3. Methods

In this experimental study, for measurement of dose, two semiconductor detectors with T60010MP serial number for 5 – 13 MV photons and two semiconductor detectors with T60010HP serial number for 13 – 25 MV photons were employed. These semiconductor detectors are of p-type silicon, which is connected to a PTW-MUTIDOS T10004 multichannel electrometer simultaneously by an accessories diode ceiling mount system. In addition, a 0.6cc Farmer ionization chamber made by PTW-Freiburg TM30010 model with PTW-UNIDOS T10001 electrometer was used as a reference detector to determine calibration factors and correction factors. Also, the RWS slab phantom with dimensions of 30 × 30 cm2 in the thickness of 1, 2, 5, and 10 mm T40006 model made by the PTW factory was used to determine the calibration and correction factors. The accelerator used was the American-made Varian linear accelerator 2300C/D model. Also, in this regard, VivoSoft software (PTW-Freiburg, Gmbh) was used to obtain calibration factors and correction coefficients and doses of entrance and exit points of patients in vivo, as well as Monte Carlo simulation algorithm to determine the midline dose of patients by transfer method. To convert the read number from the diode in the electrometer to the absorption dose and also to perform a high-precision in vivo dosimetry, the calibration of the diodes was done. Diode calibration was performed in two steps:

The first step was calibration under reference conditions to determine the calibration factors of detectors and the second step was the calibration to obtain the correction factors when the measurement conditions were different from the reference conditions.

In the measurements to avoid the shadow effect, the entrance diode was placed 2 cm away from the central axis of radiation on the phantom surface (18). The reproducibility of the diode was tested after calibration and the variation responses were less than 0.5%. The temperature dependency was not considered because of (a) small differences between the calibration temperature and measurement temperature, (b) layer of epoxy resin beneath the diodes that ‎delays the transfer of body heat to the diode over a 2 to 3 minute period of measurement, and (c) small temperature dependency for the diode that was used in this study (about 0.1% per°C).

3.1. Determination of the Calibration Factors Fentrance and Fexit

The in vivo semiconductor probes were placed on the surface of the slab phantoms by the calibration adapter "S" so that the thickness of the slab phantoms and the thickness of the adapter in the position of the probe was a total of 15 cm. The Farmer ionization chamber was placed in the central axis beam in the maximum depth dose; this depth is 1.5 cm for the 6 MV photon beam and 3.3 cm for the 18 MV photon beam. The radiation conditions close to the treatment conditions were set to field sizes 10 × 10 cm2 and SSD = 100 cm. The head of the Linac was placed at a zero-degree angle, in which the central axis of radiation was perpendicular to the phantom surface. The entrance diodes and ionization chamber were, then, irradiated once by a 6 MV photon beam and again by an 18 MV photon beam for a given time. The calibration factor for each energy was, then, determined separately as the ratio of the absorption dose measured by the ionization chamber at the maximum depth dose to the semiconductor signal in reference conditions.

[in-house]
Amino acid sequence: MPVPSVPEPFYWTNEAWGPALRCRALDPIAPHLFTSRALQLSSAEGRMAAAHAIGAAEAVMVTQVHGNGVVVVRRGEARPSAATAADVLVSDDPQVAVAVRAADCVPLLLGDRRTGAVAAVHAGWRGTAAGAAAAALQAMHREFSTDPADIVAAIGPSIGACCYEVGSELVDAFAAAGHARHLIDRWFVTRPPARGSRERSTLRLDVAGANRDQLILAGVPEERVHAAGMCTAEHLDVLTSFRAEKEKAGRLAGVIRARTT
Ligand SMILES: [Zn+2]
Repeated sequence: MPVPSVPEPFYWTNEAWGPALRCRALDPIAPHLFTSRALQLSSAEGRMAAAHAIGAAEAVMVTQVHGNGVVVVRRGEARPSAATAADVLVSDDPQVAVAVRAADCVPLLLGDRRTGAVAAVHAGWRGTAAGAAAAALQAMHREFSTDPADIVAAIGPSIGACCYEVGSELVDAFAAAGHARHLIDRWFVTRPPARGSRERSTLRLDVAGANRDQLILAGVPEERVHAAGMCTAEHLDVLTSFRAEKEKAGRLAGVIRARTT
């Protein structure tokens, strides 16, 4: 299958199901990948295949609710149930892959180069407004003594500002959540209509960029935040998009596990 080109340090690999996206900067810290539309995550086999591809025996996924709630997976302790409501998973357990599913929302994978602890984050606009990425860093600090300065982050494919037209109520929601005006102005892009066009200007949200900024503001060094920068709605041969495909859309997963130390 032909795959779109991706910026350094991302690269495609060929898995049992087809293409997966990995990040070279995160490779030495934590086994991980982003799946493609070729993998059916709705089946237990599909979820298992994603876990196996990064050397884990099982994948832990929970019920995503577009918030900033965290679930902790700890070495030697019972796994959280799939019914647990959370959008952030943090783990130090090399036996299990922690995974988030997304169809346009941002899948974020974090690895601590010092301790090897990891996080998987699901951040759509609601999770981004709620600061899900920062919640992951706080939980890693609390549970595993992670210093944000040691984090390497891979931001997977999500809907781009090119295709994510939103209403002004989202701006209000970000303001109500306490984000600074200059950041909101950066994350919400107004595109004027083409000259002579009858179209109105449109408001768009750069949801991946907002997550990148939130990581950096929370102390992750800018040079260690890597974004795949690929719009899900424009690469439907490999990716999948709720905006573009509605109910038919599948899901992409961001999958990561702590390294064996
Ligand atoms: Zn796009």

For exit conditions, only the head of the Linac was rotated 180 degrees to radiate from the bottom of the phantom. In this case, only the source surface distance (SSD) setting from the bottom to the phantom level was set to 100 cm. The calibration factor for each energy was, then, calculated separately.

The detector entrance and exit dose calibration factors, Fen, and Fex are given by (19-23):

Fen=[DenMen ]
Fex=[DexMex ]

Where Den and Dex are measured by the ion chamber, and Men and Mex are responses of the entrance and exit semiconductor detectors. For this purpose, dosimetry protocol IAEA TRS-398 for determination of dose by ion chamber and VivoSoft software for assigning dose to diodes were used. In Figure 1A, the diode system and Linac that was used in this study were illustrated and in Figure 1B, setup for determination of the calibration factor for entrance point by ion chamber was shown.

Figure 1. A, Illustration of diode system and Linac for in vivo dosimetry; B, Setup for determination of the calibration factor for entrance point by ion chamber

3.2. Determination of Correction Factors

Correction factors are required when the measurement conditions are different from the reference conditions. In this study, correction factors were determined for SSD, field sizes, and radiant angles.

Slab phantoms were used to determine these correction factors. The diodes were placed at the surface of the phantom and the ion chamber was placed at the maximum depth dose. To determine the SSD correction factor, with a 10 × 10 cm2 field size at SSDs of 85, 90, 95, 100, and 105 cm, the ionization chamber and the diode were irradiated simultaneously for a certain monitor unit (MU). The reference SSD was 100 cm. Also, to determine the field size correction factor, the ionization chamber and diodes were irradiated simultaneously for a given MU by changing the field size (5 × 5, 8 × 8, 10 × 10, 12 × 12, 15 × 15, 18 × 18, 20 × 20 cm2) at a constant SSD (100 cm). The reference field size was 10 × 10 cm2. The SSD and field size correction factors were determined by Equation 3 (16, 18, 23, 24):